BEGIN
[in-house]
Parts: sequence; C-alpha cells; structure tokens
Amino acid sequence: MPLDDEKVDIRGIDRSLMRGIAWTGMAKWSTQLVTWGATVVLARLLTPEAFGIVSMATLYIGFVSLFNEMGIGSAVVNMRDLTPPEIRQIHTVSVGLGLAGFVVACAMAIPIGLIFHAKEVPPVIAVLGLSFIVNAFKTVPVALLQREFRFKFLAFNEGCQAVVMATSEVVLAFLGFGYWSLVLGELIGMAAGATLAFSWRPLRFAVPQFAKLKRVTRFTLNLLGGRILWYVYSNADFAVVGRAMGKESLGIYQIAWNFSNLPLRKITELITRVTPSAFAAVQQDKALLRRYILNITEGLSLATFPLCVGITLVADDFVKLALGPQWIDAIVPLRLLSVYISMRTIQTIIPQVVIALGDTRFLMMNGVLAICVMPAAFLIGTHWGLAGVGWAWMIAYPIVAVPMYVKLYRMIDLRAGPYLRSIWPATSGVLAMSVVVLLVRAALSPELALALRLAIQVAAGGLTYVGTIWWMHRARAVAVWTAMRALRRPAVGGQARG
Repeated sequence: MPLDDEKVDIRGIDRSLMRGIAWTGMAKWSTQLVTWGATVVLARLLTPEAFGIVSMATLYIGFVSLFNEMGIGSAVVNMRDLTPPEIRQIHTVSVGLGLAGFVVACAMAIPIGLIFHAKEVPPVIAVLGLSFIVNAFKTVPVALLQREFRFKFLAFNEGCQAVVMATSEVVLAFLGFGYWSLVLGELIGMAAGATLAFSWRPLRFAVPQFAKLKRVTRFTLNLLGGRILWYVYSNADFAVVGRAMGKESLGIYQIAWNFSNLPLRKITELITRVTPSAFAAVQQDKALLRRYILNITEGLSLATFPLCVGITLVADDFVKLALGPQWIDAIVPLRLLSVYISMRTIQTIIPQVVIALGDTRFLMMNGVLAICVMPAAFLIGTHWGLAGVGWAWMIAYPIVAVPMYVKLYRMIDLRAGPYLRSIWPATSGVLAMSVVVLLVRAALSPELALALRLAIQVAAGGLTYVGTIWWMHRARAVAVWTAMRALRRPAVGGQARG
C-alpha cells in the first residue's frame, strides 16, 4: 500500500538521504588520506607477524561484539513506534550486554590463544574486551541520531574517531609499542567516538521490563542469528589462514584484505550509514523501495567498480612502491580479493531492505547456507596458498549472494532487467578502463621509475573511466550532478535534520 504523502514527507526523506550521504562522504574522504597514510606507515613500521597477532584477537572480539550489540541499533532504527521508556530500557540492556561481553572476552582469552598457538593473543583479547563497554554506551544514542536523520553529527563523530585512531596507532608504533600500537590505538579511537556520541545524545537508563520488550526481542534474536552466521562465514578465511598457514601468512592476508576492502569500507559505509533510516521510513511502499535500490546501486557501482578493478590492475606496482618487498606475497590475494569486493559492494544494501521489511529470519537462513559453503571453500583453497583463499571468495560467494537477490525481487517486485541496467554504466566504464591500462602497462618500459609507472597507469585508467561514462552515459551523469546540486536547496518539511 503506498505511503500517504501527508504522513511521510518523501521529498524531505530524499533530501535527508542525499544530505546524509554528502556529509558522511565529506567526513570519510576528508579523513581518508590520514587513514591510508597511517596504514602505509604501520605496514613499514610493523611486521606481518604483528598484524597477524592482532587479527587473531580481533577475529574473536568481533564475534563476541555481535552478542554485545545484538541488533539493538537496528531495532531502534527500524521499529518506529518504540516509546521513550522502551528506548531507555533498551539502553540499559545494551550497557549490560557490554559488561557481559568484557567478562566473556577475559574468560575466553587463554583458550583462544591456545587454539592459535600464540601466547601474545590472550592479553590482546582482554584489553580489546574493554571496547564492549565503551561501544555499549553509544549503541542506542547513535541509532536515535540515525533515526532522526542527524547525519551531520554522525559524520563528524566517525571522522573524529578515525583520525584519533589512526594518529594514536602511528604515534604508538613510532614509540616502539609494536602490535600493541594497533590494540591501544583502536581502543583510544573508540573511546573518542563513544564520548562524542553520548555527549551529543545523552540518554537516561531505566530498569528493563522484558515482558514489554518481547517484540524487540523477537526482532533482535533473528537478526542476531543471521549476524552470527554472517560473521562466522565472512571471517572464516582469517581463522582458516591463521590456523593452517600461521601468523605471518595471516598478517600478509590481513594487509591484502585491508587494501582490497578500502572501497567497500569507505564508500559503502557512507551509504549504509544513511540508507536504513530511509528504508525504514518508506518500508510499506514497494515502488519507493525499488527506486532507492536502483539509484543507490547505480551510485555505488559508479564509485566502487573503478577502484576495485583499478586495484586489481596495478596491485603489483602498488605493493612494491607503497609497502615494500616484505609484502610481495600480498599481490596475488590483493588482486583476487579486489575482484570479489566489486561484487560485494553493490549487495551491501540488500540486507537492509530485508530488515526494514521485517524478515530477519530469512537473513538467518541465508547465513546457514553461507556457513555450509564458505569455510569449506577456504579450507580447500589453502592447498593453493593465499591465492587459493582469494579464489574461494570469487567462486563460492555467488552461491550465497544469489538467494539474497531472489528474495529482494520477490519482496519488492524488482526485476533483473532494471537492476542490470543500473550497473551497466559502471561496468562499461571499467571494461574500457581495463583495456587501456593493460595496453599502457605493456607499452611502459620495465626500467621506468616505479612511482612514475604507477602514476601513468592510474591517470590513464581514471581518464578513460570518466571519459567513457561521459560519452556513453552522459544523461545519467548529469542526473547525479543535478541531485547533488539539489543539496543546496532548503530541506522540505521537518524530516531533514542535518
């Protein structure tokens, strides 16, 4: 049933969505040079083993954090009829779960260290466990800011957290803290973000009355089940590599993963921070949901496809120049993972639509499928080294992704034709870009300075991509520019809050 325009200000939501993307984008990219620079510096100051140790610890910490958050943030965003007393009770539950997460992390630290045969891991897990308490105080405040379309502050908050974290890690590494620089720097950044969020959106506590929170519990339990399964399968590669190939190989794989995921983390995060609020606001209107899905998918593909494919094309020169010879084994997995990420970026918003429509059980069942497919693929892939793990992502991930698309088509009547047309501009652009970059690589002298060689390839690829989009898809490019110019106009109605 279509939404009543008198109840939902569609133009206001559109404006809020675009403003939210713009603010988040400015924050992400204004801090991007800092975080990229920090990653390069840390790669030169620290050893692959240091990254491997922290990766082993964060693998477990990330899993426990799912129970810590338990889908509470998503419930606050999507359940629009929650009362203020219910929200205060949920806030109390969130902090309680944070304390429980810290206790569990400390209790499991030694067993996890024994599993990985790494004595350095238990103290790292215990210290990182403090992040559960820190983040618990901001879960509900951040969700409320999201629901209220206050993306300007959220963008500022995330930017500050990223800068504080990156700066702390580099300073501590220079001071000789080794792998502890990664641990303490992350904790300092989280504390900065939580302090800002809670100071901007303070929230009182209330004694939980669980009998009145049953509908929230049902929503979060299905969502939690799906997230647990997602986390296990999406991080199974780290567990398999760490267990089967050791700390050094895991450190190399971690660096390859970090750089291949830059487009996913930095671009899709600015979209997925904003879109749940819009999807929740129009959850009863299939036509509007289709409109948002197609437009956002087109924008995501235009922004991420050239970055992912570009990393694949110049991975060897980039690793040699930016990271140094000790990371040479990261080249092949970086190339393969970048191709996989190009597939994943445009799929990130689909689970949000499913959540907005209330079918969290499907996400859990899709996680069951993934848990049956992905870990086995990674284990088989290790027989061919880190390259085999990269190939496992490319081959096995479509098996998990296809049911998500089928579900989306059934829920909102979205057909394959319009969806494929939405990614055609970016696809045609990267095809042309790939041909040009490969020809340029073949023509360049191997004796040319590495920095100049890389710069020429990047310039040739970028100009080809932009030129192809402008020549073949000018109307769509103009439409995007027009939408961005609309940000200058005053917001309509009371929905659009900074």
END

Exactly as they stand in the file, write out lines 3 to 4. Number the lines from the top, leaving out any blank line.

Amino acid sequence: MPLDDEKVDIRGIDRSLMRGIAWTGMAKWSTQLVTWGATVVLARLLTPEAFGIVSMATLYIGFVSLFNEMGIGSAVVNMRDLTPPEIRQIHTVSVGLGLAGFVVACAMAIPIGLIFHAKEVPPVIAVLGLSFIVNAFKTVPVALLQREFRFKFLAFNEGCQAVVMATSEVVLAFLGFGYWSLVLGELIGMAAGATLAFSWRPLRFAVPQFAKLKRVTRFTLNLLGGRILWYVYSNADFAVVGRAMGKESLGIYQIAWNFSNLPLRKITELITRVTPSAFAAVQQDKALLRRYILNITEGLSLATFPLCVGITLVADDFVKLALGPQWIDAIVPLRLLSVYISMRTIQTIIPQVVIALGDTRFLMMNGVLAICVMPAAFLIGTHWGLAGVGWAWMIAYPIVAVPMYVKLYRMIDLRAGPYLRSIWPATSGVLAMSVVVLLVRAALSPELALALRLAIQVAAGGLTYVGTIWWMHRARAVAVWTAMRALRRPAVGGQARG
Repeated sequence: MPLDDEKVDIRGIDRSLMRGIAWTGMAKWSTQLVTWGATVVLARLLTPEAFGIVSMATLYIGFVSLFNEMGIGSAVVNMRDLTPPEIRQIHTVSVGLGLAGFVVACAMAIPIGLIFHAKEVPPVIAVLGLSFIVNAFKTVPVALLQREFRFKFLAFNEGCQAVVMATSEVVLAFLGFGYWSLVLGELIGMAAGATLAFSWRPLRFAVPQFAKLKRVTRFTLNLLGGRILWYVYSNADFAVVGRAMGKESLGIYQIAWNFSNLPLRKITELITRVTPSAFAAVQQDKALLRRYILNITEGLSLATFPLCVGITLVADDFVKLALGPQWIDAIVPLRLLSVYISMRTIQTIIPQVVIALGDTRFLMMNGVLAICVMPAAFLIGTHWGLAGVGWAWMIAYPIVAVPMYVKLYRMIDLRAGPYLRSIWPATSGVLAMSVVVLLVRAALSPELALALRLAIQVAAGGLTYVGTIWWMHRARAVAVWTAMRALRRPAVGGQARG